To CCP this means reducing the overall capacity of older players and alliances in terms of production and hardware generation. Why? Because older players have more disadvantages than new players for CCP, as I will come to explain. Rorquals are another great example of this, outside of CCP using them to increase their profits.
Reign of the Rorqual
Rorquals were overhauled to become the premier end-game mining platform, able to chew through rocks like nothing before it and that is exactly what they did. But while players were warning CCP of this, and obviously using it to good effect, CCP was using Rorquals in order to improve their yearly profits via Skill injectors. CCP showed record profits around this time, and as we later came to find out, CCP was looking for a buyer.
With their financial goals somewhat achieved, CCP has now done an about-face on Rorquals and nerfed them, blaming all in-game financial and systematic woes of EVE Online on the proliferation that they themselves pushed, for financial gain. But which type of capsuleer is most likely to buy a skill injector? A relatively new pilot wanting to get into a shiny new ship today, or a 10-year-old player that has already skilled in most meta ships?
The New Player Development Cycle
CCP has spent the last two years working on the New Player Experience (NPE). The NPE consumed most of their development bandwidth. In terms of production output, and viewable progress in-game, the last two years have been extremely slow and stagnant with only a brief NPE in place and a further addition coming shortly afterward. So, what has CCP been doing during this time? Again, insight into how CCP works is key here, but the most concise way of explaining it is perpetual tool production.
A developer starts creating a tool. Development halts because of a problem. So they create another tool to fix that problem. But wait! This new tool also has a problem, and they make two new tools to fix this problem! Perpetual tool creation is an issue that faces a lot of development, and CCP is no different.
During these two years, we have seen concurrent numbers drop, and we have seen the number of ships that are produced drop. We have seen capital ships produced drop. Every metric regarding player interaction, or content generation has seen a marked decline.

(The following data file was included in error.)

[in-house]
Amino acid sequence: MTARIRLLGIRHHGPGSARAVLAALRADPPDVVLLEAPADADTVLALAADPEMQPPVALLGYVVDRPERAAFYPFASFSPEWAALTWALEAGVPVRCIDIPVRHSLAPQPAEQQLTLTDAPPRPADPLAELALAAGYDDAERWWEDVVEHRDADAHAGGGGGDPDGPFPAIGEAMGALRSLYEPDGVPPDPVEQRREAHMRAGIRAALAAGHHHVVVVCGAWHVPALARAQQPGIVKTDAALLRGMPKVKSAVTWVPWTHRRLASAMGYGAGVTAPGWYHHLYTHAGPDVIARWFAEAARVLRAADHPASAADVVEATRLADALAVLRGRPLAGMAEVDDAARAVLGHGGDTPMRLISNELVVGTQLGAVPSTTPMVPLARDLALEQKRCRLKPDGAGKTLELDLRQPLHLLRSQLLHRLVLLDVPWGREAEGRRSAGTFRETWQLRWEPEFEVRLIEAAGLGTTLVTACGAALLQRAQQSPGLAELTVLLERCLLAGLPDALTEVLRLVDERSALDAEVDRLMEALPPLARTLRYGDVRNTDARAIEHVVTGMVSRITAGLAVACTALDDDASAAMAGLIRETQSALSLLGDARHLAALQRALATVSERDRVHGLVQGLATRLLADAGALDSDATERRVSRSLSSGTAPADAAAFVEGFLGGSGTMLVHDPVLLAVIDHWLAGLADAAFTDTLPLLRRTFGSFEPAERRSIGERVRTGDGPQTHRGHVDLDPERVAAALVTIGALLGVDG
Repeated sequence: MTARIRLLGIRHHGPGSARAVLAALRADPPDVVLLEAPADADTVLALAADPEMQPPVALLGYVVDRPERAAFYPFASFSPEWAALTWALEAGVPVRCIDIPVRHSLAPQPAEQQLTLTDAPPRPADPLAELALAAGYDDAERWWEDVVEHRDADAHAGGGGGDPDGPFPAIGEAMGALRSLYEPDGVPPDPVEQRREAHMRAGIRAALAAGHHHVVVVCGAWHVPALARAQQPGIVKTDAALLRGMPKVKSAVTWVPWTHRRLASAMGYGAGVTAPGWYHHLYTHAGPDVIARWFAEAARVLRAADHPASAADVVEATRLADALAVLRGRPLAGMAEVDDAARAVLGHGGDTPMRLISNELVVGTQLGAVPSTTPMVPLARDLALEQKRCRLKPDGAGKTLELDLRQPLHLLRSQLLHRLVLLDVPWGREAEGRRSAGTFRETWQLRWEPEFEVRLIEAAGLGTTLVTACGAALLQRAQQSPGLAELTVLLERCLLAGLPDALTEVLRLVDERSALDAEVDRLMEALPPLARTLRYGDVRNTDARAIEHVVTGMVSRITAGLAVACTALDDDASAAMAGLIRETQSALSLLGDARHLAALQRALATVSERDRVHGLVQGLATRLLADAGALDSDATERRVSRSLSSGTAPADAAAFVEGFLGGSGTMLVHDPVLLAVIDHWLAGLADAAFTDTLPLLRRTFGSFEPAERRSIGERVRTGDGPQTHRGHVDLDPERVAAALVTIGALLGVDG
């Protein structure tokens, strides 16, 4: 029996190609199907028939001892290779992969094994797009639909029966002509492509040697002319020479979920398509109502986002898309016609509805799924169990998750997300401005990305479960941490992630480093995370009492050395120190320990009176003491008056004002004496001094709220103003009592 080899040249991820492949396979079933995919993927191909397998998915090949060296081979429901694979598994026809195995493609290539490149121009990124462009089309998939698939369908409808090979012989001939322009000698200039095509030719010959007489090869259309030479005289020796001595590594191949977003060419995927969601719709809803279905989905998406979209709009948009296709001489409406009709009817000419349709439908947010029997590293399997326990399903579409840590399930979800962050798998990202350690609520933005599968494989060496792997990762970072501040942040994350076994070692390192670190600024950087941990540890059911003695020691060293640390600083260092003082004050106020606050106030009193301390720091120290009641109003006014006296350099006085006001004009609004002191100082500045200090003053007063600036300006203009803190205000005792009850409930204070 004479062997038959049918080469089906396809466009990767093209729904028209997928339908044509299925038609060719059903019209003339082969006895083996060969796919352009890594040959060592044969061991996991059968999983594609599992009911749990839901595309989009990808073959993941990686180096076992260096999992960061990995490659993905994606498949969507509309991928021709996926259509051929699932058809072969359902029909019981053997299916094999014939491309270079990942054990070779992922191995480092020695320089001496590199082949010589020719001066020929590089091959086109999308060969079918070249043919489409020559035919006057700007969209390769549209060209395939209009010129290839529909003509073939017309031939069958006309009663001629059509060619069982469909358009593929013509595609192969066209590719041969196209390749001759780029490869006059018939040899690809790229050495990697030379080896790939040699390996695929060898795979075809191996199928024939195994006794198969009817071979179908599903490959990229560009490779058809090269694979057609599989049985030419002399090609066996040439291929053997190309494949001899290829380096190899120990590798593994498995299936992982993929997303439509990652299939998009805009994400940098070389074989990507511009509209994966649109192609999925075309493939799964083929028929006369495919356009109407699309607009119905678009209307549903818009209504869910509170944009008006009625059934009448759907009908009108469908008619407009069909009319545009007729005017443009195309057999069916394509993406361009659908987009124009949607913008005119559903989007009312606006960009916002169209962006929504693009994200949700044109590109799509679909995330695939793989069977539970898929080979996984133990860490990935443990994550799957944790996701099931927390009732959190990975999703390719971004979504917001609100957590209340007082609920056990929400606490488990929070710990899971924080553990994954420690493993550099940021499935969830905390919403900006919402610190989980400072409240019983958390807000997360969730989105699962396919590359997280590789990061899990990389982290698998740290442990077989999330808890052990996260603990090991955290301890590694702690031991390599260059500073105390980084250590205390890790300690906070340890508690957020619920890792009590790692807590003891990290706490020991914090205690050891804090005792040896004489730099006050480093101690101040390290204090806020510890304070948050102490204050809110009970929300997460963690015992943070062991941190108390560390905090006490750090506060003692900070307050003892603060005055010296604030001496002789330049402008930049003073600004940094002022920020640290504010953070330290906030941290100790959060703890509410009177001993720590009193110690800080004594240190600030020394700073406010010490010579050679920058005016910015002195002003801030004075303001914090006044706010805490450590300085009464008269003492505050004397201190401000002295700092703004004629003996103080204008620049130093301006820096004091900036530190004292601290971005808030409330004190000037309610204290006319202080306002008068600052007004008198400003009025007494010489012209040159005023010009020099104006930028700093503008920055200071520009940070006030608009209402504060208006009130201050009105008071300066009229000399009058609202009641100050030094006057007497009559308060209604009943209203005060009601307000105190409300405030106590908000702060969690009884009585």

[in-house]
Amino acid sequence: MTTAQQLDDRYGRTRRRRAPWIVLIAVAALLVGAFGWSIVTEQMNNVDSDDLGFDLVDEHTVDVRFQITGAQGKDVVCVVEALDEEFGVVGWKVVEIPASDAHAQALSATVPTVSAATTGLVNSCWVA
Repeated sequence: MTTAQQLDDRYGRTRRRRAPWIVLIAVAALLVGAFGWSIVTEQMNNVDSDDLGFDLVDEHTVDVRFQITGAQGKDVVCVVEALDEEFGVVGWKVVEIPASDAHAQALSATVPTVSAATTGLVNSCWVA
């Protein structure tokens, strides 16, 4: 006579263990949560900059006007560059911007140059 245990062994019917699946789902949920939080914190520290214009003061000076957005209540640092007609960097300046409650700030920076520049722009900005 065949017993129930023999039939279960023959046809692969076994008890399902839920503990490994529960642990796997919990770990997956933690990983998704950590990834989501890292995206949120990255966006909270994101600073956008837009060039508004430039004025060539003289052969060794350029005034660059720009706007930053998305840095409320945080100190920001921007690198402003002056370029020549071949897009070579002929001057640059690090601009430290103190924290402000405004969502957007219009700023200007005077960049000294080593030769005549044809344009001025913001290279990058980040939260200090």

But What About the Future?
Well, dear capsuleers, this is where it gets depressing. Fanfest was a process of explaining aspirational future developments with very little created. But there were many undertones if you know where to look.
One single line from Hilmar’s set was the biggest indicator. 57% of players have joined the game since the last Fanfest, four years ago. The NPE was the largest topic brought up by devs through multiple sets. CCP has spent the last two years, primarily focused on new players and retention.
Retention is great. But what isn’t great is that CCP has made a cost-benefit analysis of veteran players vs new players. And they picked new players. This is exemplified by the above, certainly. It also fits that there is no new content for the main zones of veteran players, namely null-sec.
The Conundrum, Going Forward
Now I imagine some people are scratching their heads at this point. Why would CCP want to bring in one new player, with one account? A veteran might be playing with an average of 5 accounts. That’s a fairly easy question to answer. They want to retain that new player. They want that new player to buy skill injectors and become invested. Then buy alts, and inject those accounts too.
A veteran already has the alts trained up, mostly. CCP knows this, CCP sees this. We have a real problem on our hands here. When it comes down to it, CCP will pick a new player over a dedicated, long-term, loyal customer. This was avidly on display during fanfest. CCP was almost gloating over having a majority of its player base be new players. And that came in front of an audience that included some of its oldest and most loyal community members.
CCP undoubtedly has its job cut out for itself, but so do we as its paying, playing community. The next few years are going to be difficult, that is for sure. We are going to lose many long-standing members of our community. It will be a huge shame to see these people leave. It will rend communities and make the game a poorer place for having lost some great people. Will CCP management care? No, they are counting on it.
Addendum: Please be aware, that by CCP I mean middle/upper management, rather than ground floor devs.